So someday soon when we tell Mean Girl Governor to go away and not bother us anymore, I’ll be really happy. As will all those kids who just want to get an education.


    More Posts by Jana Bommersbach

    Jana Bommersbach is an acclaimed and respected journalist whose work has encompassed every facet of the profession: she's been a reporter and editor for both weekly and daily newspapers; she's written a book and is a major contributor to an anthology; she's written columns and investigative stories for magazines; she's appeared on television with both political commentaries and investigative stories.

    Jana Bommersbach's Website: http://www.janabommersbach.com


    Republicans sure like to spend our money, don’t they?

    posted by Mike McClellan at 4 September, 8:12 AM  0 
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    When they’re not suing the federal government, or being sued, or tagging along on other states’ lawsuits, our legislative Republicans find other ways to waste our money.

    Like with private prisons.

    Like the new private prison we may or may not need.

    You know, the one run by a company with close ties  to two of Brewer’s Brains, her advisors who tell her what to think and say.

    The advisors?  Paul Senseman and Chuck Coughlin, the former once Brewere’s mouthpiece, the latter a well-known practitioner of  the political dark arts.

    Coincidentally, the company both have connections with, CCA, got the contract for a new private prison.  Nothing new here:  Brewer’s Version of Crony Capitalism in action.

    But here’s where it gets good:  We’re gonna pay CCA almost $66 per prisoner per day in the new prison.  State-run prisons like the new one cost us $48 per prisoner per day.

    So why the $18 per prisoner per day difference (which amounts to $17,000 per day, which, over the course of the year, is a BIG difference)?

    Simple says Brewer-picked prison director Charles Ryan:  The $65 per day includes costs for constructing the prison.

    One problem:  The new prison is already built.  By us.  CCA will use existing facilities to house the new prisoners.

    Oops!

    Now it seems that our prison-friendly Republicans have a dilemma:  On the one hand, they love privatizing and they love privatizing prisons.  On the other hand, they like to advertise themselves as guardians of the public’s money.

    Which version of Republicans will win out?

    Easy:  Enjoy the “new” prison, fellas.  Oh, and send your contributions to . . .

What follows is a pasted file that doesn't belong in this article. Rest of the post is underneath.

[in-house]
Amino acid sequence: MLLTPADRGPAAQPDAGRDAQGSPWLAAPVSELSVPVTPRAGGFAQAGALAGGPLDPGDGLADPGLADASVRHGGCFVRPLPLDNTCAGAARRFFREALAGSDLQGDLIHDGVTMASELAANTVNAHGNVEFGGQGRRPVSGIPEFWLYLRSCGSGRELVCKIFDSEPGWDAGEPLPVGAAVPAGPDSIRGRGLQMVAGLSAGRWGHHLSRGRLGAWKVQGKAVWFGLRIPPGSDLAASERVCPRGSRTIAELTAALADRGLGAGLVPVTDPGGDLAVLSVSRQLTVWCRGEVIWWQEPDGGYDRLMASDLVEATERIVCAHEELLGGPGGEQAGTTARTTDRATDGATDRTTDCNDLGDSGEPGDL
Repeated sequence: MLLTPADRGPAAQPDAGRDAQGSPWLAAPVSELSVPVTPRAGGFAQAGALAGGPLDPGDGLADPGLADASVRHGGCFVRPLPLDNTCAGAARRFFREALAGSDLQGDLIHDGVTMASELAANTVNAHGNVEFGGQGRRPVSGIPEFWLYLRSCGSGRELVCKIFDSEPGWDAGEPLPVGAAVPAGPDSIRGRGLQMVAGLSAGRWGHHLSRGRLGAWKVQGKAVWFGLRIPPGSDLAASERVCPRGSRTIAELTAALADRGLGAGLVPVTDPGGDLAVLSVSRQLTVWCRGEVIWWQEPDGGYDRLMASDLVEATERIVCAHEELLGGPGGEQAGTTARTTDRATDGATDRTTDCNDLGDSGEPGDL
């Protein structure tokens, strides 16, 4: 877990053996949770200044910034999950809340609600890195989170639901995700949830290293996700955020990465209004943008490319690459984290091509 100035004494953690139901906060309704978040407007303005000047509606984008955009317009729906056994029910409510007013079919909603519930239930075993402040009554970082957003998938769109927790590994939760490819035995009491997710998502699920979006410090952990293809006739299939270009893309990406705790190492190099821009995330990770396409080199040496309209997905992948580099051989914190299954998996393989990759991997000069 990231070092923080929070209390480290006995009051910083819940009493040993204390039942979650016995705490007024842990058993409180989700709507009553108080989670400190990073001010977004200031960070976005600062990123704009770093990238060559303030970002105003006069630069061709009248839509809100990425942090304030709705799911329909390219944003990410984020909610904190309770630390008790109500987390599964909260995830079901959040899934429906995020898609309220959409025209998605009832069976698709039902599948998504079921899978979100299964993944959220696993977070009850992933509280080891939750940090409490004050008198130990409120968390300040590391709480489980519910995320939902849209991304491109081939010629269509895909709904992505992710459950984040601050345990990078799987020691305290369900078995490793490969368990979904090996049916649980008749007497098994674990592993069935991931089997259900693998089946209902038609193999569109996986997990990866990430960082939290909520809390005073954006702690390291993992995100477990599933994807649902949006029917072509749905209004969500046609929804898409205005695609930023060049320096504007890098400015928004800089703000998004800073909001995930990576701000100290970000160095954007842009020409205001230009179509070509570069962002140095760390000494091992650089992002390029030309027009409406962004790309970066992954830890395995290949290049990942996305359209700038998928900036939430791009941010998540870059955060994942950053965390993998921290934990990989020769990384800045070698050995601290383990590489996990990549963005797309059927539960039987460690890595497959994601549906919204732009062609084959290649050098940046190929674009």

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    Mike McClellan has lived in Arizona since 1967 where he attended high school and the University of Arizona. McClellan taught high school English for 36 years, including 30 years at at Dobson High School in Mesa. He has been a contributing columnist to both the East Valley Republic editions and the East Valley Tribune.

    Mike McClellan's Website: http://azcvoices.com/politics/author/mikemcclellansblog/


    Well today was sure a banner day in racism, huh?

    posted by Donna Gratehouse at 26 August, 5:49 PM  0 
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    Mitt Romney coming out as a Birther today at a rally in Michigan drew some deservedly sharp rebukes on the internets. Of course, it also drew out the kind of petulant defensiveness I’ve grown to expect from my Republican associates. Here’s a sampling of tweets I got:

    empowering stupidity by engaging with stupidity not only validates original stupidity but it lowers you to same lvl

    you crack me up! You are like the girl who cried wolf, except instead of wolves all you see is sexism & racism.

    bc two days ago Obama made a crack about the dog on the roof? Looks like Harvard egotism from both to me

    The quote was “I’ve never been asked for my birth certificate” it was a joke. Please save your faux outrage for someone who cares

    Enjoy playing in the gutter with the lowest form of idiot republican, it reflects well on you.

    These are all from the same Republican. Honestly, you’d think Obama had been the one who told a Birther joke…

    Oh wait. (sigh) Yes, the President and his supporters have mocked the absurd Birther conspiracy. Explaining humor to right wingers is rather like explaining algebra to a Chihuahua but I’ll try: Making fun of Birthers for being stupid racists isn’t the same as pandering to said Birthers and feeding their irrational frothing hatred of the black man in the White House.” I know. It’s no use. Here’s popular conservative blogger Ann Althouse issuing a defense of Romney that reads like it might have come from some algorithm that generates denials of racism for Birthers: